HARWICH — Golfers at Cranberry Valley Golf Course seem to be very pleased with the services provided at the municipal course, judging from results of an annual survey.
Director of Golf Roman Greer started the annual survey when he came to the course three years ago to find out from the members “what we do correctly and what we need to correct.” He said the survey is designed to gauge find members' needs and is conducted around the Fourth of July, when the most members are in town, the course is in its best condition and the golfing demand is at its highest. The survey drew 147 responses this year.
Members provide a lot of feedback on course needs and policies. For example, Greer cited the tee time availability responses. Last year members were concerned they were not getting enough access to the course. So Greer added member times and access to unsold non-member times and installed a “block tee time” policy which replaced the former “every other tee time” policy.
“That was the biggest positive response,” Greer said of those changes.
The condition of the golf carts is also a concern of the golfing community, he said. The course is in the fourth year of a five-year contract with the carts, and the course in the midst of putting a bid package together for a new cart barn. Town meeting approved $1.2 million for the project and bids are due at the end of the month. He said with favorable weather conditions the new cart barn should be completed by April 1.
After the five-year contract for the existing carts is completed next year, the course will move away from gas carts and solar equipment will be installed to charge new electric carts. “Electric carts will be a better experience for the golfers,” Greer added.
As part of the cart barn construction project, the entrance to the course will be changed, making the area in front of the clubhouse a pedestrian walkway and a drop-off area for golf bags. There will be a new turnaround a little further west of the present loop and there will be solar lighting added to the parking lot.
The survey assists in the decision-making process at the course, Greer said. A previous survey raised issues about the condition of the cart paths on the course, and those conditions have been addressed and earned a satisfactory rating, he said.
This year's survey indicated some concern about the condition of the bunkers, which Greer said are reaching the end of the life cycle and need work. That's an area identified as for in need of attention. Issues were also raised about the speed of greens, which Greer attributes to the wet spring this year.
Greer had praise for the condition of the municipal course, stating regionally Cranberry Valley is known for its excellent conditions, and that starts with superintendent Shawn Fernandez, whom he called the “best superintendent on the Cape.”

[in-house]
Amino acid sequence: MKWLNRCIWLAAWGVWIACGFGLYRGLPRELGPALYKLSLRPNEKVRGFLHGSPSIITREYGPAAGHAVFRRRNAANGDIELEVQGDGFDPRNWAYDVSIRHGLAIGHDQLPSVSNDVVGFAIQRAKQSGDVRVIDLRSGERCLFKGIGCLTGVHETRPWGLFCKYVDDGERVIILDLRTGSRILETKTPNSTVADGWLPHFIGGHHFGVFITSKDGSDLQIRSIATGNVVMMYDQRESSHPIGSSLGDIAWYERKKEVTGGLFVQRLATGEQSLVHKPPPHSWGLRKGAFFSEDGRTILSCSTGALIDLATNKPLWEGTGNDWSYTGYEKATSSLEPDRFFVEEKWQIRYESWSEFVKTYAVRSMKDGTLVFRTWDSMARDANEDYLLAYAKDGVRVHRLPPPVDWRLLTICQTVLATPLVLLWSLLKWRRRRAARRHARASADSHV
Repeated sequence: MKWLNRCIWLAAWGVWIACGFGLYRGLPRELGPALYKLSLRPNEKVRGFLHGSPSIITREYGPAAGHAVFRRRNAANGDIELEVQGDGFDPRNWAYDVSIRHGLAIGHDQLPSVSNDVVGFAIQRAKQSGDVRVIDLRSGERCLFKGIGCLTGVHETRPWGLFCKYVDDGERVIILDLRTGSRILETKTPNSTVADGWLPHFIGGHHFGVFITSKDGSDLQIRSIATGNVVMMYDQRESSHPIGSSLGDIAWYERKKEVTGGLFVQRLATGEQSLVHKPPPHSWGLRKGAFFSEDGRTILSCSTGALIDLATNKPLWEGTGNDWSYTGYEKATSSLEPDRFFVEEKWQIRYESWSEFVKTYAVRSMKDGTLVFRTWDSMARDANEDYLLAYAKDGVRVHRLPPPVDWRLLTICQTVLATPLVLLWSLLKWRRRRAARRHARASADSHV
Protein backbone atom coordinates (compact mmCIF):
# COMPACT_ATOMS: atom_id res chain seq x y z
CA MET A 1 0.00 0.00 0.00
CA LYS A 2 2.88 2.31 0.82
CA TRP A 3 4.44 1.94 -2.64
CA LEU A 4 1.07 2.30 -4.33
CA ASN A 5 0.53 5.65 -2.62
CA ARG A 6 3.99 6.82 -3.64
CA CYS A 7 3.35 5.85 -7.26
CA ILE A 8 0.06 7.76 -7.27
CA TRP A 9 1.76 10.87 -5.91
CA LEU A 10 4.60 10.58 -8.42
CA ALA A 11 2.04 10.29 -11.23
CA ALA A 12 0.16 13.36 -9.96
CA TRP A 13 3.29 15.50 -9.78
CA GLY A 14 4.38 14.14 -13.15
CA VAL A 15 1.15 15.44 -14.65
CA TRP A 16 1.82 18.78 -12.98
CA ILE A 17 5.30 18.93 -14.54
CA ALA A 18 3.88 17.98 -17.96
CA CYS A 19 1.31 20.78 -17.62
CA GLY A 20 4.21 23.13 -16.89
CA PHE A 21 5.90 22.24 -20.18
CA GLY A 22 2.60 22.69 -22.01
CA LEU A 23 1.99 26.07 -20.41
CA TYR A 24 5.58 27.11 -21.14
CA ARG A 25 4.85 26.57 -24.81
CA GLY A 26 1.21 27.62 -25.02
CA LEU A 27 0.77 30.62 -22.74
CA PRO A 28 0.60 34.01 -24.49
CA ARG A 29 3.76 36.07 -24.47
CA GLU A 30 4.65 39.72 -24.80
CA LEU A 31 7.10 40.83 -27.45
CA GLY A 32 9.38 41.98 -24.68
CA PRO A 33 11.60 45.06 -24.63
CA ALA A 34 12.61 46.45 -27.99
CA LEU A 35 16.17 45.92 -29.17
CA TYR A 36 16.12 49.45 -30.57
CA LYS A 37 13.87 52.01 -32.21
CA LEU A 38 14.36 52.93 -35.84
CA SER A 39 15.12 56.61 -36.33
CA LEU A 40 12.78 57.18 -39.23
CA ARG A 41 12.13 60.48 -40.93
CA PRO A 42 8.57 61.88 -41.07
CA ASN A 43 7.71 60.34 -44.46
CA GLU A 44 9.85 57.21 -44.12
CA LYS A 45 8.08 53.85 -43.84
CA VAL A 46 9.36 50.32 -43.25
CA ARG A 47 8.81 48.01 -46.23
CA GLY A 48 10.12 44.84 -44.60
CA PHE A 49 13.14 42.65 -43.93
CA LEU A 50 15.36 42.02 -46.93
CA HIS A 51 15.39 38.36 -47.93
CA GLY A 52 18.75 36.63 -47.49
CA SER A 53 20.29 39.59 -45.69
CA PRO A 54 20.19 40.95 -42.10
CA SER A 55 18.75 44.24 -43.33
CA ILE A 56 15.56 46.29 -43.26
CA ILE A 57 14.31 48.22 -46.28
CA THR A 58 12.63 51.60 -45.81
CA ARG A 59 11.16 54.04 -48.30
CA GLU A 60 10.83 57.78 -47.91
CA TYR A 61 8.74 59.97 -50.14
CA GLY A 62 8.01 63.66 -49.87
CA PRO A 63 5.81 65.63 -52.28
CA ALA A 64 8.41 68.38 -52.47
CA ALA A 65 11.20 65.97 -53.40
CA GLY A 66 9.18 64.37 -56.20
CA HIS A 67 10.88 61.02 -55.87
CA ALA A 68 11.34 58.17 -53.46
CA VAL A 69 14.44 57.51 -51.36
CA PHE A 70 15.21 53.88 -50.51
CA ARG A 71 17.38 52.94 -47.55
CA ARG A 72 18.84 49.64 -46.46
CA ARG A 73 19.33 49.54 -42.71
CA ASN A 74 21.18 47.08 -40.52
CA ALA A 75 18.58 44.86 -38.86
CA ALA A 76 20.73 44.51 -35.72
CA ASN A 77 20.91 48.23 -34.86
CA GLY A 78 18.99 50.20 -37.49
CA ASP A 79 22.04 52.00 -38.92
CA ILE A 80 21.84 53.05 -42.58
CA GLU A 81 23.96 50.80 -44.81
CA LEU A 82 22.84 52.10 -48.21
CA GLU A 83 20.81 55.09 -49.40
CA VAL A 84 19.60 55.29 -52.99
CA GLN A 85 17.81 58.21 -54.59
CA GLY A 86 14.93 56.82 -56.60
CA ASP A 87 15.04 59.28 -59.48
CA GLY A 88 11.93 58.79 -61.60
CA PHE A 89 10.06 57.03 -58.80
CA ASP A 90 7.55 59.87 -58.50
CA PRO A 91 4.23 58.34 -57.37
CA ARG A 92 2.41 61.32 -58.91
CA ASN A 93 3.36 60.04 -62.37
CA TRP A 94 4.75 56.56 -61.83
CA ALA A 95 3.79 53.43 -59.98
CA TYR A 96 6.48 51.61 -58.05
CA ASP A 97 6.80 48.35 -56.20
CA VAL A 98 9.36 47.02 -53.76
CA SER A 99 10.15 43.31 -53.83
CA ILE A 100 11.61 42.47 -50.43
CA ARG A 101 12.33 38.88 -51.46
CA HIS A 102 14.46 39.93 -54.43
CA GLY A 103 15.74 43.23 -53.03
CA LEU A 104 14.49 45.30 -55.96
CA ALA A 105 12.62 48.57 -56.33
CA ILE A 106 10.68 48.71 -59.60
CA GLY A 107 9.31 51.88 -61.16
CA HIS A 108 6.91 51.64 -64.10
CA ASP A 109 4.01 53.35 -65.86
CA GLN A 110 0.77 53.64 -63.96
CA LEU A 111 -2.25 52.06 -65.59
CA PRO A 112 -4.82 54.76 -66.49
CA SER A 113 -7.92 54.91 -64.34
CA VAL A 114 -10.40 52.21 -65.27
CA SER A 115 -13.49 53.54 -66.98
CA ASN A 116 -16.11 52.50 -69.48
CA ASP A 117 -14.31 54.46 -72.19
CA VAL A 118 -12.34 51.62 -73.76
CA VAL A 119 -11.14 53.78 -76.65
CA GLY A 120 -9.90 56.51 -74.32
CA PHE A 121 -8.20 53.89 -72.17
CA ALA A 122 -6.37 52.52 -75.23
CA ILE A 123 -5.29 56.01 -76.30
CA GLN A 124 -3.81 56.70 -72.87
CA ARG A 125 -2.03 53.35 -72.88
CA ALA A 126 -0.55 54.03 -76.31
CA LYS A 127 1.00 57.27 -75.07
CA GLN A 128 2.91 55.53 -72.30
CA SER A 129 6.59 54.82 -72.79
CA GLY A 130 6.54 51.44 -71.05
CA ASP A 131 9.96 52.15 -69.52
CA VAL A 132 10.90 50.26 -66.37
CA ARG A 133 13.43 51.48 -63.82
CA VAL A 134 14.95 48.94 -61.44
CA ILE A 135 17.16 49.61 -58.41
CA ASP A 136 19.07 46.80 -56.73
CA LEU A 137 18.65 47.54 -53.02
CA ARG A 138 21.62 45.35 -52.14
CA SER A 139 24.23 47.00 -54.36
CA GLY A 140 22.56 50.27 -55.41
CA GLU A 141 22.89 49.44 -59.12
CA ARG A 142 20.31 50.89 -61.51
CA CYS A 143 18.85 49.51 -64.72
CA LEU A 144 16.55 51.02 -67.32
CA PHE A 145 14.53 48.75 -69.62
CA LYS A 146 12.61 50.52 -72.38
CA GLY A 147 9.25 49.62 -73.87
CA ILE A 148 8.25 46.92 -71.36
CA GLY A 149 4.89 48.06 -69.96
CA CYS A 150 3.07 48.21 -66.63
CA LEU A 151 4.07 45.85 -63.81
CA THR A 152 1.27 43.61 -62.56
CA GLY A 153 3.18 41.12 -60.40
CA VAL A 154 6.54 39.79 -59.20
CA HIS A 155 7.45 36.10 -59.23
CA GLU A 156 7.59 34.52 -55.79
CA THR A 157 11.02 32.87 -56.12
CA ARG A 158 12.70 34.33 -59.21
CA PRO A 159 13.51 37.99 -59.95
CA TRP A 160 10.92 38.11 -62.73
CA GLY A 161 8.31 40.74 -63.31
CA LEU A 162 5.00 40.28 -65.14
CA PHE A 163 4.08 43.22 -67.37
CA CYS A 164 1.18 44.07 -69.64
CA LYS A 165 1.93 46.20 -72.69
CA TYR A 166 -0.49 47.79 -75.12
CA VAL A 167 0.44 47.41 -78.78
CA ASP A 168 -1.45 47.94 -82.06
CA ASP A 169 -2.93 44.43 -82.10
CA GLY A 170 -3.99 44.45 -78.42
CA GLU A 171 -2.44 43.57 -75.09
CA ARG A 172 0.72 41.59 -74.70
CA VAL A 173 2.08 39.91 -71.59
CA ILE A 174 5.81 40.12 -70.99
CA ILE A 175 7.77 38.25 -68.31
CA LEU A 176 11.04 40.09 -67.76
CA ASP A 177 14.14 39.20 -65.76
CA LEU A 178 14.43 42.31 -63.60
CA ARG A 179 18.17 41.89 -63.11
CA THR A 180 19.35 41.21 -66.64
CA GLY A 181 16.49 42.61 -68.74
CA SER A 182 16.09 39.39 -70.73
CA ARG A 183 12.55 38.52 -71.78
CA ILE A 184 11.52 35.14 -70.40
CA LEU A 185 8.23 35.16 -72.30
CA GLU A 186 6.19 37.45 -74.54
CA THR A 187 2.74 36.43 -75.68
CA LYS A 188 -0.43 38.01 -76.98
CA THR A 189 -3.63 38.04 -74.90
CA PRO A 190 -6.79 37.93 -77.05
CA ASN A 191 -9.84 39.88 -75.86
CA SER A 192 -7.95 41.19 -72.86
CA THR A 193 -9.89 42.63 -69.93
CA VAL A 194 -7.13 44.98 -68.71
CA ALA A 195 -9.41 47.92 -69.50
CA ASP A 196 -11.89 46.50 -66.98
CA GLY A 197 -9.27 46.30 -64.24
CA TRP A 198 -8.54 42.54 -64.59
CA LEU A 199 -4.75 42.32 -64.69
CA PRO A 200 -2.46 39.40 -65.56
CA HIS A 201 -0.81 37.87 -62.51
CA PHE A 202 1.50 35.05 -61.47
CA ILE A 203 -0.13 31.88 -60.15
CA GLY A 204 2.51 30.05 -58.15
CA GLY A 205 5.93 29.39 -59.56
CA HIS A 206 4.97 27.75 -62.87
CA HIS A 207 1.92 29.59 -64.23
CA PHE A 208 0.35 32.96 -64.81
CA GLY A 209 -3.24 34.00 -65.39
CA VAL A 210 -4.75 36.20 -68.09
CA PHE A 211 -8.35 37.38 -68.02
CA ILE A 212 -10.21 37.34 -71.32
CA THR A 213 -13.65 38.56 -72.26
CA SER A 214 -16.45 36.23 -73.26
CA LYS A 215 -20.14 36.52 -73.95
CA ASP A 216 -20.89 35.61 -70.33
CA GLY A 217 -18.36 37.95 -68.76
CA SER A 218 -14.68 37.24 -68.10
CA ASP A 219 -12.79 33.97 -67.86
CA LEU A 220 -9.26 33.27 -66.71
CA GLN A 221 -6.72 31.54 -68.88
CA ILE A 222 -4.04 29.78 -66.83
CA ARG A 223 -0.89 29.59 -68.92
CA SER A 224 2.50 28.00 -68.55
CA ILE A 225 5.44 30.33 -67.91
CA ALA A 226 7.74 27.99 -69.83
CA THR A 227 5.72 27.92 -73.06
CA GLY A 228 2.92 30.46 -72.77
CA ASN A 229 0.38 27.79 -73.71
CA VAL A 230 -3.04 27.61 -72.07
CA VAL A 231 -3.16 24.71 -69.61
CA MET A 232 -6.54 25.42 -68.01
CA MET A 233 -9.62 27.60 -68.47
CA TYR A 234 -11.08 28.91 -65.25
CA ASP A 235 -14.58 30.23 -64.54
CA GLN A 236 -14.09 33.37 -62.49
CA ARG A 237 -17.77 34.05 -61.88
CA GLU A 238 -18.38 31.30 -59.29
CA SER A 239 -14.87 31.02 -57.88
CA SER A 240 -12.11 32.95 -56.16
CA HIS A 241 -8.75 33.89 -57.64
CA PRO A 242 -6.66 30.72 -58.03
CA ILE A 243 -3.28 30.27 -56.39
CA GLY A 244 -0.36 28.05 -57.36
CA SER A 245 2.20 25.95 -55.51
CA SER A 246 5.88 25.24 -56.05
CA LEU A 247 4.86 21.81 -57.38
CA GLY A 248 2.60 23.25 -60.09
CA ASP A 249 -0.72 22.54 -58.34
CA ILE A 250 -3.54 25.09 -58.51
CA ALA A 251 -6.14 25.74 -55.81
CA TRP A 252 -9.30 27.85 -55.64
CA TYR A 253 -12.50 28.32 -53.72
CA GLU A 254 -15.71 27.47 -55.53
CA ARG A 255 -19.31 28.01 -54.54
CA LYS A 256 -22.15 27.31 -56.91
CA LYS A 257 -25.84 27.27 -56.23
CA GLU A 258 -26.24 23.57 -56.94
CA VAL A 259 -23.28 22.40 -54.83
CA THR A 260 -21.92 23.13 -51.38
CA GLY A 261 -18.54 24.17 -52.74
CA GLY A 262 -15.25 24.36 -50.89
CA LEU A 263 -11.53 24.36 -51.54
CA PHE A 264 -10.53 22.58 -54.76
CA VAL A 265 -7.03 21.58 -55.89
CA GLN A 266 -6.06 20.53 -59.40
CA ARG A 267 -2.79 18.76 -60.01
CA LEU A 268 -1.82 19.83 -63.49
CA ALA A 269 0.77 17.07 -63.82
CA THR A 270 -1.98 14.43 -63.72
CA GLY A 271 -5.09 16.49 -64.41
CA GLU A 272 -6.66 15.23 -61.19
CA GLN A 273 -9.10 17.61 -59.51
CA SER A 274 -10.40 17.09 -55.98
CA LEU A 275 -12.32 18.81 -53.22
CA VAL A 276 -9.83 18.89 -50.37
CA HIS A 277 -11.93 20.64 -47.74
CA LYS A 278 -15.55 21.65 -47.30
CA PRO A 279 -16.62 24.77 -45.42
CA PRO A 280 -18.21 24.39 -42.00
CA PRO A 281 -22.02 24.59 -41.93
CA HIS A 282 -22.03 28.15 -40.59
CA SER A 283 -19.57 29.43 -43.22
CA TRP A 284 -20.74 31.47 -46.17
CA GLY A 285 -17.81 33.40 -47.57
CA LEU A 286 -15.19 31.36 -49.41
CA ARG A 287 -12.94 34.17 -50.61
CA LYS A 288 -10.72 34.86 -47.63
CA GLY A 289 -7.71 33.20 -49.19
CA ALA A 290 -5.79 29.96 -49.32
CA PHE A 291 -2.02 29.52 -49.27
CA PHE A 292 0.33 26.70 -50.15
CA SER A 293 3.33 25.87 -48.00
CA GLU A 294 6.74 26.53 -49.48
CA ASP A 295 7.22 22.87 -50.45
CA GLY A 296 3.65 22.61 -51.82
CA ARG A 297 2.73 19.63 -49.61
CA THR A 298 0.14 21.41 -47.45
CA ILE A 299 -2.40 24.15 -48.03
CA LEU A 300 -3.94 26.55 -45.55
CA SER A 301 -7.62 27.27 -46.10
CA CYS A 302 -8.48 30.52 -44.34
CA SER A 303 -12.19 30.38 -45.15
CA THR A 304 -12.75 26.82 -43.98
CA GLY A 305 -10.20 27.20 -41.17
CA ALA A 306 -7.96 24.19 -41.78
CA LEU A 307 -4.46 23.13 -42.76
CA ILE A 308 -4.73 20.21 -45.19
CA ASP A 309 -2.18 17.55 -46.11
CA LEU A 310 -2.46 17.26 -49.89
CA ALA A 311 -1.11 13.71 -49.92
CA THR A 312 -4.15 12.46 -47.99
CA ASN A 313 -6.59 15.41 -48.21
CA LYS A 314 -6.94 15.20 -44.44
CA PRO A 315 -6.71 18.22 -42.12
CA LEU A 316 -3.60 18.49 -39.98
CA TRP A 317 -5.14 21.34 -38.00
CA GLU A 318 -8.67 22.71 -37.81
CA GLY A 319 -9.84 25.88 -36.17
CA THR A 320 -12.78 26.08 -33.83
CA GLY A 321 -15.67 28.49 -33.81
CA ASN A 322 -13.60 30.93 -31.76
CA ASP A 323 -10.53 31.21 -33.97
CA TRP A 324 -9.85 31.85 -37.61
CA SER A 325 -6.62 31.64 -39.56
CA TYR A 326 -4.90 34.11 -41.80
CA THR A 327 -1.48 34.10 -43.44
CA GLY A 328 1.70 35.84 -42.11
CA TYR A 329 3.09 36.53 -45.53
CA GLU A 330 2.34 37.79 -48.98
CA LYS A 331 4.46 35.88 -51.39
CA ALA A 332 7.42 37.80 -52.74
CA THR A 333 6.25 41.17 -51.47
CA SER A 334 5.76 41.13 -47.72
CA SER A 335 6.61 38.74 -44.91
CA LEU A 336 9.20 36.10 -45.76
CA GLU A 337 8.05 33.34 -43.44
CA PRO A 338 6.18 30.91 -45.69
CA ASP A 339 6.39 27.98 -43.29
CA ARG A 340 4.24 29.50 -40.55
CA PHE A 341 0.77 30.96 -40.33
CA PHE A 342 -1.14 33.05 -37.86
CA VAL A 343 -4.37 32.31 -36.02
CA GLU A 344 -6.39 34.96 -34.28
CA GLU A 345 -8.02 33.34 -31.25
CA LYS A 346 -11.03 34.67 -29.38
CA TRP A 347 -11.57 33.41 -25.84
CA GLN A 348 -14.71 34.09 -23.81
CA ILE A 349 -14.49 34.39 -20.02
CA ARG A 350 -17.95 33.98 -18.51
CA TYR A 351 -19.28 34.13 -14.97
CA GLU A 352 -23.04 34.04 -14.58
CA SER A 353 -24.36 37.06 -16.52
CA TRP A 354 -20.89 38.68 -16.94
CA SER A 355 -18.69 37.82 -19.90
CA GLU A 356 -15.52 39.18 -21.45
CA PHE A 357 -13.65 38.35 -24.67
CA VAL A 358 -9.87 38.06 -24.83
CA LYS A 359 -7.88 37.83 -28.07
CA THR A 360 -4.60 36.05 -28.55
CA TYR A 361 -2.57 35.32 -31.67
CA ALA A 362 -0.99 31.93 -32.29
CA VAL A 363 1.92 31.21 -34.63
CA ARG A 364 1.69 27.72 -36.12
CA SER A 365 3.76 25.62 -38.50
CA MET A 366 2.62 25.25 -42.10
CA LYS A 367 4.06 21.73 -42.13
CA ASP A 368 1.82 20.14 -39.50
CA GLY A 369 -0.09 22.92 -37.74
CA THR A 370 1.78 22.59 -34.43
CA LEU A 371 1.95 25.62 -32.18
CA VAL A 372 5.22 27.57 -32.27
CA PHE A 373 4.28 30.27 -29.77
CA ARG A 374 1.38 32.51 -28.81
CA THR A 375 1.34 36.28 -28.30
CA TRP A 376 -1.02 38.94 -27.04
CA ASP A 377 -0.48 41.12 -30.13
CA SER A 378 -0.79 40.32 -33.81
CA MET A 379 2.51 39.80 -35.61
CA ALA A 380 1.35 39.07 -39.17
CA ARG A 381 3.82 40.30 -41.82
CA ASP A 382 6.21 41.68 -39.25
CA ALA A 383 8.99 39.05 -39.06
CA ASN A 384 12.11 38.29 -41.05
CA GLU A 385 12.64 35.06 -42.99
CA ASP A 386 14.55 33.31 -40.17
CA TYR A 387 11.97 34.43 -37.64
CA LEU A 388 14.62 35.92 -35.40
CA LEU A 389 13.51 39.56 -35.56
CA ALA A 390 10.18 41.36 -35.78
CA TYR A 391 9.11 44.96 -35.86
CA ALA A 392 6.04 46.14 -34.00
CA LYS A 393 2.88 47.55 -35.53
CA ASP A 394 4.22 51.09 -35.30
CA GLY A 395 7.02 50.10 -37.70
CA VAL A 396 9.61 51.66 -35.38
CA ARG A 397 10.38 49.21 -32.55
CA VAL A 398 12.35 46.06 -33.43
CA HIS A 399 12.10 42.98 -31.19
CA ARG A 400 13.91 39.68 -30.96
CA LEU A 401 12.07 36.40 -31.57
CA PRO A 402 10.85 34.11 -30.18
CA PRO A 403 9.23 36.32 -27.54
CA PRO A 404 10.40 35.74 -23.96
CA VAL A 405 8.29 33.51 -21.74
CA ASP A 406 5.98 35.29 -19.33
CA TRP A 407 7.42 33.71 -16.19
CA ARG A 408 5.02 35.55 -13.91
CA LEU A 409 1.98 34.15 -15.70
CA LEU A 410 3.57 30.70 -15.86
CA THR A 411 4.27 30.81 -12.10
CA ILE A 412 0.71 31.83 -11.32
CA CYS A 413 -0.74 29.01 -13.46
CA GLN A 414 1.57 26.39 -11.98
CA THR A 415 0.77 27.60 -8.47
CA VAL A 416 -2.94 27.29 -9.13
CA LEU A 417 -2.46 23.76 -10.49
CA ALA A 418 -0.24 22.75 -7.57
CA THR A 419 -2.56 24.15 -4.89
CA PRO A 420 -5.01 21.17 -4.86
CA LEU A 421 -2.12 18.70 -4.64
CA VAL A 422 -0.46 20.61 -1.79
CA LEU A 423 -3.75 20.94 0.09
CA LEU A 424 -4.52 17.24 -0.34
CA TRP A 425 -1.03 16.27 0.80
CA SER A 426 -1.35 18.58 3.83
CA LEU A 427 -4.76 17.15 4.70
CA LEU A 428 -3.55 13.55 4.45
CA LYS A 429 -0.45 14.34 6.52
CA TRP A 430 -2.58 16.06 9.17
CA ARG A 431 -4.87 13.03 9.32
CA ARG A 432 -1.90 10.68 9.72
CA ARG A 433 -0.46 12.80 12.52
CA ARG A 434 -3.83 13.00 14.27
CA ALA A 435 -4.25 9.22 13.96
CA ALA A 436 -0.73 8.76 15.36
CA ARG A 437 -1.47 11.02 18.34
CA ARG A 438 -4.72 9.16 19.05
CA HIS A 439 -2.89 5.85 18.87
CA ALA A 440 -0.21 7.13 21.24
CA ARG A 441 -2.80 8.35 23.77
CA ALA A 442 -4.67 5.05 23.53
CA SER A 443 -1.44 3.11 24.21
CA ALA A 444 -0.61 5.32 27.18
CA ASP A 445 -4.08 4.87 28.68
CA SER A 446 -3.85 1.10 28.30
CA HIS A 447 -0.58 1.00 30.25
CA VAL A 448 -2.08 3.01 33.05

The survey even weighs in on the food service provided in the clubhouse. Greer said the Hot Stove received a very high rating from the membership last year and the numbers went up this year. “It's a very professional operation and we hope it lasts a long time,” Greer said.
“His (Greer's) efforts to support and nurture the Hot Stove at Cranberry Valley have produced one of the finer restaurants I have encountered at area golf courses,” Jack Connolly, president of the Cranberry Valley Men's Golf Association, said.
Customer satisfaction is a focal point of the operation and each spring starts with a customer service training session for pro shop staff, rangers and starters. That is paying off at the course, Greer added.
“There has been a remarkable change in the two years since Roman has taken over the reins at Cranberry Valley,” Connolly said. “There is a definite and noticeable focus on the customer and member experience. Roman is always willing to listen to and deal with member and customer issues. He has focused on pace of play at the course and it has made a difference. He has instituted a number of changes with the Chelsea tee time scheduling system to make it easier and more equitable to schedule tee times. He is an absolute pleasure to work with.”
Similar sentiments were expressed by Marge Mello, president of the Women's Golf Association, who cited Greer and his staff's “professionalism and focus on making each member experience positive and supportive. Roman is always available to respond to questions or concerns and we feel that he truly cares about supporting women's golf at Cranberry Valley. Roman has created an overall culture at Cranberry Valley that is engaging, friendly, personal and responsive.”
Greer has been working to bring junior golfers to the course, which helps to feed membership numbers down the road. He said the junior exposure response has been very good from middle school and high school golfers. He also volunteers with the school teams.
Monomoy Regional High School golf coach John Anderson said, “As the head of the Monomoy varsity boys golf team in the fall and the varsity girls golf team in the spring, it has been my teams' privilege to utilize the awesome facilities at Cranberry Valley. Between the outstanding staff and generous members of Cranberry Valley, our entire team is so grateful to be members of the Cranberry Valley Golfing Community.”
Greer is even bring technology to the course through the use of a free Cranberry Valley app and providing starters with iPads so when golfers see a problem on the course, they call use their cell phone to call it in and address the issue in more timely manner.